The Taliban has declared Afghanistan is now an “Islamic Emirate”, unveiling its new caretaker government which includes an FBI wanted terrorist with a US$5 million bounty on his head.
The new entirely male cabinet was announced at a press conference in Kabul, three weeks after the Taliban seized control of the country.
The top posts have been given to a number of senior Taliban figures from previous regimes, who helped the group sweep to military victory as US-led foreign forces withdrew and the weak western-backed government collapsed.
Internal struggles reportedly delayed the formation of a new government twice with the new appointments coming after “deep, deep consultation with the elders”, according to Taliban spokesman Zabihullah Mujahid.
The Taliban claims the new government is only “acting” and not “final”.
The country has also been renamed the ‘Islamic Emirate of Afghanistan,’ the same title used when the Taliban brutally ruled in the 1990s.
The announcement came hours after the Taliban reportedly fired warning shots into the air to disperse crowds at a large protest in Kabul.
Harrowing footage from the scene shows members of the group holding guns and threatening women, as people run to safety.
The key controversial appointments
Acting prime minister
One of the movement's founders, Mullah Mohammad Hassan Akhund will lead the new government as prime minister.
He is on a UN sanctions report, which describes him as a "close associate and political adviser" to the movement's reclusive first leader, Mullah Mohammad Omar.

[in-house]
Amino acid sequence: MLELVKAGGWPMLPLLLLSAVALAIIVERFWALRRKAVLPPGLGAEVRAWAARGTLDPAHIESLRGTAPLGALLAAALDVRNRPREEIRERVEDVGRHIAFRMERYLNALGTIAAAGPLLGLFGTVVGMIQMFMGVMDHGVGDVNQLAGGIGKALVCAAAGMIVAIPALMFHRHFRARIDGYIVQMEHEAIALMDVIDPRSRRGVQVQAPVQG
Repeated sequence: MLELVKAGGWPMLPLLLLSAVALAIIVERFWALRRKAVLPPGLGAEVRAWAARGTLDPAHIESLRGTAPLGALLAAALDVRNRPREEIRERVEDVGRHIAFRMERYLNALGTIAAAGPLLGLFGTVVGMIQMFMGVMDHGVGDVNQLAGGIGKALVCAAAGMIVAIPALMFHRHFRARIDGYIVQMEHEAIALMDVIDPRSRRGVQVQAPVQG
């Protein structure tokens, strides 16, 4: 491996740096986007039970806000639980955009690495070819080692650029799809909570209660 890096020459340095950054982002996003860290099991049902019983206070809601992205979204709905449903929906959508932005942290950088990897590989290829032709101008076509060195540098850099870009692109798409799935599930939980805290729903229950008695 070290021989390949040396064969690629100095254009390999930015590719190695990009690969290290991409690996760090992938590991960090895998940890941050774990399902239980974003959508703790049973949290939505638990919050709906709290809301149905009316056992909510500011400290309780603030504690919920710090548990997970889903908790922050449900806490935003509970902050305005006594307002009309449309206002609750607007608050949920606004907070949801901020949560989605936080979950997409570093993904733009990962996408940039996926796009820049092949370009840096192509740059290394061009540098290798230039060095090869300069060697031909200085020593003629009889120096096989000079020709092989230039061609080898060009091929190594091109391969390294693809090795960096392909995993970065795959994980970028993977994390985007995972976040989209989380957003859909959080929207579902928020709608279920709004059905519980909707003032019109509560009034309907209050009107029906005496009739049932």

Acting deputy prime minister
Abdul Ghani Baradar was the deputy defence minister when the Taliban last ruled Afghanistan.
He later served as a senior military commander notorious for attacks on coalition forces.
After eight years in prison, he headed the Taliban's political office in Doha, becoming one of the most prominent figures in peace talks with the United States.
Acting interior minister
One of the FBI’s most wanted men, Sirajuddin Haqqani is the leader of the Haqqani network and described as a “global terrorist”.
Unlike the wider Taliban, the Haqqani network has been named a foreign terrorist organisation by the US and maintains close ties to al-Qaeda.
It’s been blamed for some harrowing attacks in the country’s long war, including a truck bomb explosion in Kabul which killed more than 150 people.
The UN Sanctions Committee has also said the group, based in the lawless frontier areas between Afghanistan and Pakistan, has close involvement in drugs production and trade.
Haqqani has a $6.8 million bounty on his head.
Taliban showing its true face. Longtime top deputy Sarajuddin Haqqani, the head of the designated terrorist Haqqani Network that was behind many deadly attacks, including the 2008 Kabul hotel bombing that killed an American, will be the new interior minister of Afghanistan. pic.twitter.com/JKlrAFp65X
— Rita Katz (@Rita_Katz) September 7, 2021
Acting deputy information minister
Zabihullah Mujahid is the long-time spokesman for the Taliban. For more than a decade been the key conduit for information on the group's activities, regularly posting details of suicide attacks through his Twitter account.
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